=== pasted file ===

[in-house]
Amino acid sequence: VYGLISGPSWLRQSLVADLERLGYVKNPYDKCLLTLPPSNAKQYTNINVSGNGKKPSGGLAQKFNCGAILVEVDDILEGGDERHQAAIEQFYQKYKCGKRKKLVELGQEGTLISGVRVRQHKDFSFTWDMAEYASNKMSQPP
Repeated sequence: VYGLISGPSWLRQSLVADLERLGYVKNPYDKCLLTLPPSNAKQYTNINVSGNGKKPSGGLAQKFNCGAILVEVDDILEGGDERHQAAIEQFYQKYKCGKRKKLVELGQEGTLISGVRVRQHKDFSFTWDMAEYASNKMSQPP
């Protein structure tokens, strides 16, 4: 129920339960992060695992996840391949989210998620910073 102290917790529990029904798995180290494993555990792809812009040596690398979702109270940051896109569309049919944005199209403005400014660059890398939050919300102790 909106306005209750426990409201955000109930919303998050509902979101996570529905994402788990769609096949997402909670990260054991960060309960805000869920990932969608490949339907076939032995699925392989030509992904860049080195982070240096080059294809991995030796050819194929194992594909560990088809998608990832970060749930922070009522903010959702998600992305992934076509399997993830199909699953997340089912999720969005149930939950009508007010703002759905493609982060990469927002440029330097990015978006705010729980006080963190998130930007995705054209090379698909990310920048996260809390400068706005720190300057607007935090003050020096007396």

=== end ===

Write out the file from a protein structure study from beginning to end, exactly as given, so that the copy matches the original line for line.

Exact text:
[in-house]
Amino acid sequence: VYGLISGPSWLRQSLVADLERLGYVKNPYDKCLLTLPPSNAKQYTNINVSGNGKKPSGGLAQKFNCGAILVEVDDILEGGDERHQAAIEQFYQKYKCGKRKKLVELGQEGTLISGVRVRQHKDFSFTWDMAEYASNKMSQPP
Repeated sequence: VYGLISGPSWLRQSLVADLERLGYVKNPYDKCLLTLPPSNAKQYTNINVSGNGKKPSGGLAQKFNCGAILVEVDDILEGGDERHQAAIEQFYQKYKCGKRKKLVELGQEGTLISGVRVRQHKDFSFTWDMAEYASNKMSQPP
């Protein structure tokens, strides 16, 4: 129920339960992060695992996840391949989210998620910073 102290917790529990029904798995180290494993555990792809812009040596690398979702109270940051896109569309049919944005199209403005400014660059890398939050919300102790 909106306005209750426990409201955000109930919303998050509902979101996570529905994402788990769609096949997402909670990260054991960060309960805000869920990932969608490949339907076939032995699925392989030509992904860049080195982070240096080059294809991995030796050819194929194992594909560990088809998608990832970060749930922070009522903010959702998600992305992934076509399997993830199909699953997340089912999720969005149930939950009508007010703002759905493609982060990469927002440029330097990015978006705010729980006080963190998130930007995705054209090379698909990310920048996260809390400068706005720190300057607007935090003050020096007396």